Language change constant
My mother having read her masters in English literature from Panjab University, her passion for the language is unparalleled. Just the other day sitting in the veranda, our confrontation on the metamorphosis the English language has undergone grew as strong as the storm passing over. Guneev Jakhar writeschandigarh Updated: Oct 23, 2013 10:20 IST
My mother having read her masters in English literature from Panjab University, her passion for the language is unparalleled. Just the other day sitting in the veranda, our confrontation on the metamorphosis the English language has undergone grew as strong as the storm passing over.
I, on the other side of the debate, believe that language being intangible, changes over time as is the law of nature.
Standing in 2013, we are in the midst of a revolution, the French Revolution of the English lingua franca if I may call it so. Greek philosopher Heraclitus’s muchpublished quote, “The only thing that is constant is change” is often cited in every history classroom. But then why are we so apprehensive about the transformation of the language?
It is not wrong to believe that technology has proved to be a significant catalyst. The expeditious pace of development in artificial intelligence has led to a seismic shift in the landscape of writing. Since the emergence of text messaging, Facebook and Twitter posts, the rules of writing have been in a flux.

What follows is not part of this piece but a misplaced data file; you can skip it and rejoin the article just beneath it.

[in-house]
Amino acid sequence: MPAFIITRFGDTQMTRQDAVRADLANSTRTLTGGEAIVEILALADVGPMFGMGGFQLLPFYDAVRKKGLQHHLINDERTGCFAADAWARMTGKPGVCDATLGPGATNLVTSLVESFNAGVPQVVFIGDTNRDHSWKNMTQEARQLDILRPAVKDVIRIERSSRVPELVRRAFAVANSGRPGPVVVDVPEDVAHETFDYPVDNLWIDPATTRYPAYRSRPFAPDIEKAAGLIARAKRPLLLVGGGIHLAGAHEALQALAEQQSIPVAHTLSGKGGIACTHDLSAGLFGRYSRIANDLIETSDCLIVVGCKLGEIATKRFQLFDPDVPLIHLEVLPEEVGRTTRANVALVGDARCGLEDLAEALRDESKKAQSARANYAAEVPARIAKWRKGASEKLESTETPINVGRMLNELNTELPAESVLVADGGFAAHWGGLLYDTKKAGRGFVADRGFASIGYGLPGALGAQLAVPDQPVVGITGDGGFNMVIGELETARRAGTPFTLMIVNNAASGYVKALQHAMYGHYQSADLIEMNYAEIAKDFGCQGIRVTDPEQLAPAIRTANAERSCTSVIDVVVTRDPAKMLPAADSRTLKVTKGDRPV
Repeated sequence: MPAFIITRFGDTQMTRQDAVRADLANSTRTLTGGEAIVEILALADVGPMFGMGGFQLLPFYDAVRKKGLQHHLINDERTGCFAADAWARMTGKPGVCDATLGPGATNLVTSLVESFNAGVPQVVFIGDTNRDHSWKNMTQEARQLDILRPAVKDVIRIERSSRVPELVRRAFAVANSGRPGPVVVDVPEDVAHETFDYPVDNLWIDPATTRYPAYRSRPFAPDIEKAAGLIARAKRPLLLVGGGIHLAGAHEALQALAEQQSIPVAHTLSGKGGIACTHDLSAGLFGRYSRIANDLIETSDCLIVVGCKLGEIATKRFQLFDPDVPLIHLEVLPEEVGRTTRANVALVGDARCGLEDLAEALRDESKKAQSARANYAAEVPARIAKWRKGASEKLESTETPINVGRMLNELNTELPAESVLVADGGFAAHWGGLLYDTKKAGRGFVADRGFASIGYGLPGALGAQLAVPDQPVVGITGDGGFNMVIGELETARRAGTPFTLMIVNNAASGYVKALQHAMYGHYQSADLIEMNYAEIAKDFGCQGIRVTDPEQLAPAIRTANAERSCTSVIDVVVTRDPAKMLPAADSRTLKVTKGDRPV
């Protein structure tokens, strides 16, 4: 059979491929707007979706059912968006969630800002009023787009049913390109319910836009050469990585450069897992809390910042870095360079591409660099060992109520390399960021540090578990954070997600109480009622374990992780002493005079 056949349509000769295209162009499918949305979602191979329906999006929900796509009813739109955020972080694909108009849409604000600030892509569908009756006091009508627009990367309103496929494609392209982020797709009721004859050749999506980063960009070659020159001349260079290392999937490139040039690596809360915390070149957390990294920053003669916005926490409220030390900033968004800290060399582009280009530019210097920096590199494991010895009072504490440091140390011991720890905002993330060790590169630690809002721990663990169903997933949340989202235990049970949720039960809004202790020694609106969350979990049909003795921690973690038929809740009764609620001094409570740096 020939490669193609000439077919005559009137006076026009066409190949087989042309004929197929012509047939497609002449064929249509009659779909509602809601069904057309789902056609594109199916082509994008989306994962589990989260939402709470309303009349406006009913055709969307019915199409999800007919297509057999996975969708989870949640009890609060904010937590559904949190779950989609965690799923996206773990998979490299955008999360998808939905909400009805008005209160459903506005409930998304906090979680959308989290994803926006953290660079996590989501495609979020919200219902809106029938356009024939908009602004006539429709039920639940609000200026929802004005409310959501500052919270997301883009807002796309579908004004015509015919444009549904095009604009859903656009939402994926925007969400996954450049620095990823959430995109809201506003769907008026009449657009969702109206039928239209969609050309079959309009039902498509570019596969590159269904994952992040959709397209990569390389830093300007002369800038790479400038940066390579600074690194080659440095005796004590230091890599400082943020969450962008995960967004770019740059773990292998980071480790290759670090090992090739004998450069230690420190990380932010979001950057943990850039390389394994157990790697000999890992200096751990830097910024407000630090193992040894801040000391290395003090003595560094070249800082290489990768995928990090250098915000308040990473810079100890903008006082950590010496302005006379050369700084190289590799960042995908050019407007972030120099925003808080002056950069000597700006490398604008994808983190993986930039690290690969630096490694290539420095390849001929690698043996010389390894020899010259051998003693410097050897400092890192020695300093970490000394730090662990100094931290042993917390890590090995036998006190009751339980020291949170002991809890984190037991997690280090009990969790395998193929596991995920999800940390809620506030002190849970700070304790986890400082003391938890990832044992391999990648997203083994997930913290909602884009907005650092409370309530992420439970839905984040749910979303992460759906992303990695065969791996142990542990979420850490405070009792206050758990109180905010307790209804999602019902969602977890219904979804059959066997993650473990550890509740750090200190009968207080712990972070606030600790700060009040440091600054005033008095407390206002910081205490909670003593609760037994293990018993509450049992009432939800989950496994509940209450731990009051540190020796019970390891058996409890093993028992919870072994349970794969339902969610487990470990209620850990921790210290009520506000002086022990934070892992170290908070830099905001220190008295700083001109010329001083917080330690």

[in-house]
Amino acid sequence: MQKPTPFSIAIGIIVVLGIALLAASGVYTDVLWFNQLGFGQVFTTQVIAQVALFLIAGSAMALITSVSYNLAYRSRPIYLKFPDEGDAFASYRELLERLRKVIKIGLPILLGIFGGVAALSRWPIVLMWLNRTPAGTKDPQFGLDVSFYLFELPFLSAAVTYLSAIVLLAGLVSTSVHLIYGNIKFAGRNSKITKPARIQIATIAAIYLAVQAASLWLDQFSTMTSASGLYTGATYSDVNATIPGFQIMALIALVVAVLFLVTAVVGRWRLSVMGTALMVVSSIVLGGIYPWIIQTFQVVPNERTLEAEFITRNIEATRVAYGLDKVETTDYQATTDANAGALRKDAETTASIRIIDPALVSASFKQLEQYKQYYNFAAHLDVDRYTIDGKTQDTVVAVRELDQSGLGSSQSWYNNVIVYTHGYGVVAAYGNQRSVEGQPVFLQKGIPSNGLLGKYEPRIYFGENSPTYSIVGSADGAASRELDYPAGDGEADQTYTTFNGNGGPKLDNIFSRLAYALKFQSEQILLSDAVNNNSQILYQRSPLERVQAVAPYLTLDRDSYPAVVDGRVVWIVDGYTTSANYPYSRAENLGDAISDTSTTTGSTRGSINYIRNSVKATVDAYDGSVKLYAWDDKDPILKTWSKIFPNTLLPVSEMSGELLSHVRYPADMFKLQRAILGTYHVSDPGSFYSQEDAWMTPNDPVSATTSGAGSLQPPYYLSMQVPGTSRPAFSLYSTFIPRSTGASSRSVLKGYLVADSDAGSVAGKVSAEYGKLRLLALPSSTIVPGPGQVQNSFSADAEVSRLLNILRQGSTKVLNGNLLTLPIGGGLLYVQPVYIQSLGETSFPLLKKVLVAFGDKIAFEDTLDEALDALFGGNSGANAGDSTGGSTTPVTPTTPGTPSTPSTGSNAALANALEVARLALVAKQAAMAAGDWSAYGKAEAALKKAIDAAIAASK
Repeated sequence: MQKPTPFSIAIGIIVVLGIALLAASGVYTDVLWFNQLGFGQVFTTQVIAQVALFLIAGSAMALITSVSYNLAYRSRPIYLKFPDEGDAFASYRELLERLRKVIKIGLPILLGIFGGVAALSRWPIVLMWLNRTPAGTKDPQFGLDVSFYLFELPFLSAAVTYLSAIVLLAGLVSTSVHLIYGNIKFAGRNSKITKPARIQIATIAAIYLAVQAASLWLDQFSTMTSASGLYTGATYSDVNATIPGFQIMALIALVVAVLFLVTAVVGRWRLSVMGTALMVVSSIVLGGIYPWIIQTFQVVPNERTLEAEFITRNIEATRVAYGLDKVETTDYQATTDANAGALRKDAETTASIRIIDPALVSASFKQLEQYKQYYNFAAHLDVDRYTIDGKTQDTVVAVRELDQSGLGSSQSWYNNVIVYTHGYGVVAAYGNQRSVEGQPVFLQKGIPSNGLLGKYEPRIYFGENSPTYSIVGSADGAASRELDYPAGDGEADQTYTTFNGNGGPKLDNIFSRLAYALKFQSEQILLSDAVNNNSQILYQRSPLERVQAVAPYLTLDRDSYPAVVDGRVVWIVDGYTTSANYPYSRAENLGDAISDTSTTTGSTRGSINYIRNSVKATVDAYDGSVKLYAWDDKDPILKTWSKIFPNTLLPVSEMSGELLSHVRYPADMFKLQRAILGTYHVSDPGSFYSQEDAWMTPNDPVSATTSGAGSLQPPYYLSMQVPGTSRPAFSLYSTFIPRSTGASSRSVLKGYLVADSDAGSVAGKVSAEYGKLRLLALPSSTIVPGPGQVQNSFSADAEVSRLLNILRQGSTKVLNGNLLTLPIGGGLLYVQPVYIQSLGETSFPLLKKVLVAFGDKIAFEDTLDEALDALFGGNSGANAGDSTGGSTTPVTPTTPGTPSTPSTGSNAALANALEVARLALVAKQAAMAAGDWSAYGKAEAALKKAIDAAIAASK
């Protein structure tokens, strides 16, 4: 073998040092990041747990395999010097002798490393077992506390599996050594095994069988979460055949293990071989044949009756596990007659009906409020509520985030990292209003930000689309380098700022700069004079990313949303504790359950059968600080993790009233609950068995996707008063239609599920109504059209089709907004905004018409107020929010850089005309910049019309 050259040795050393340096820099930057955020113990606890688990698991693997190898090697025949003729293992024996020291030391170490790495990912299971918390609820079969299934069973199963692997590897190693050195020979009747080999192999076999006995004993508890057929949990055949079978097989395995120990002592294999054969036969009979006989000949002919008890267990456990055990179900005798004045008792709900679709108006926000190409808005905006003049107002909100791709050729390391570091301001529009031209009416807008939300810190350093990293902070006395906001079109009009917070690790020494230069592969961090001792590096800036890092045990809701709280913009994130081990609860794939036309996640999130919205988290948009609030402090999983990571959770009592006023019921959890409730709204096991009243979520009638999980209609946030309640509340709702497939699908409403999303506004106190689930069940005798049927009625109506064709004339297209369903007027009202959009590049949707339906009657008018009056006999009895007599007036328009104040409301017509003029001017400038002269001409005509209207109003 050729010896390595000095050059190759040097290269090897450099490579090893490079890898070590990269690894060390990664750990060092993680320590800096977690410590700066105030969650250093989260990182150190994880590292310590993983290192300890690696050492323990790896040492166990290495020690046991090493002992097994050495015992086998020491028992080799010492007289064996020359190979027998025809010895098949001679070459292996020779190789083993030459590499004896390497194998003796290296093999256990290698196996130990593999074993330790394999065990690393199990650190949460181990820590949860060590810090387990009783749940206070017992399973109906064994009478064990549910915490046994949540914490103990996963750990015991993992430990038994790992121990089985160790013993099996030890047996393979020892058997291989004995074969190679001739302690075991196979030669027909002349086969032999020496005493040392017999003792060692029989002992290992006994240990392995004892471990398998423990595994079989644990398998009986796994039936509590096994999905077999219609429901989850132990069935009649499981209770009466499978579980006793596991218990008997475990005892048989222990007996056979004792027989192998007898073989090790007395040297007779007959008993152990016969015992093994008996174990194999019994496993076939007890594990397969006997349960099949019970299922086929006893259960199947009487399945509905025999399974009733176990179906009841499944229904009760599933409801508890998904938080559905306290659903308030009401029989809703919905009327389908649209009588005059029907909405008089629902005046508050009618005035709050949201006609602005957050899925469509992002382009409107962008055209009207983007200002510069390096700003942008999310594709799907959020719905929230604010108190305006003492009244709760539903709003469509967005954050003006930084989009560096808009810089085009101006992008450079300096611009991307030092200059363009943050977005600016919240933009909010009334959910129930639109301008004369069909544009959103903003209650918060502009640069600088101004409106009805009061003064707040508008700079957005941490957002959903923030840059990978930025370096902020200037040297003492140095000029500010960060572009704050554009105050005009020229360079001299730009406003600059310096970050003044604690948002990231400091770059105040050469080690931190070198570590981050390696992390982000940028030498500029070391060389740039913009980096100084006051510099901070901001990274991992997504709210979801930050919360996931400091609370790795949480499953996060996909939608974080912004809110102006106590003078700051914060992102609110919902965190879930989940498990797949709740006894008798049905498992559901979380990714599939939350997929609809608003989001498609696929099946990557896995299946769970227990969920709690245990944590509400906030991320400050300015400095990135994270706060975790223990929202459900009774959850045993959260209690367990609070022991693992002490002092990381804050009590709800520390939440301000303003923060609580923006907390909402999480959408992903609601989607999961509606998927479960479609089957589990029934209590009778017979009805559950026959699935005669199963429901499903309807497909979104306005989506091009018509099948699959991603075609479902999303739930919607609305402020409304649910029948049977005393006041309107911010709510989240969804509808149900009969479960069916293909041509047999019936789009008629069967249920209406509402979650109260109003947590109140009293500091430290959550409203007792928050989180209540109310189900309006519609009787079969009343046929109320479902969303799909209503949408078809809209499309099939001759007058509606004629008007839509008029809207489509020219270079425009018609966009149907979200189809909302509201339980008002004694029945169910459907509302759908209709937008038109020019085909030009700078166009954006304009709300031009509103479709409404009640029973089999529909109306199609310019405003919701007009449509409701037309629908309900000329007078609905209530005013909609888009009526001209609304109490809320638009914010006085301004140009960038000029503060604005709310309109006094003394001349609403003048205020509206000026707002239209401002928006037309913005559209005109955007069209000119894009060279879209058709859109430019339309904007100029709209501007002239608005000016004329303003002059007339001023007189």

Taking the historical perspective, short sentences have even been used in the Old Testament. With the passage of time, writers started crafting flowery cestode-like sentences. Being casual and informal is in vogue and grand old kinds of writing are only confined to special occasions.
New word forming and new grammatical changes are eye-catching. How ‘O+kay’ became ‘OK’ to be only ‘k’ or as I have recently noticed written on web posts as ‘kk’, is a sign of wordiness and not of laziness and brevity as popularly believed. Also, no study has found that texting damages the standard of English of students.
So, new technology cannot be blamed for destroying the language.
British politician Winston Churchill had received the first ‘OMG’ way back in 1917, in an old-fashioned letter. Though the use of abbreviations takes away the eloquence of a language, on the positive side it helps us learn the art of decoding (b4-before, 2-to, too, two, OMG-Oh my God etc).
In 100 years, we may find these abbreviations in the Oxford’s English dictionary. Will these neologisms lead to the creation of a new language or will they be washed away in the sands of time?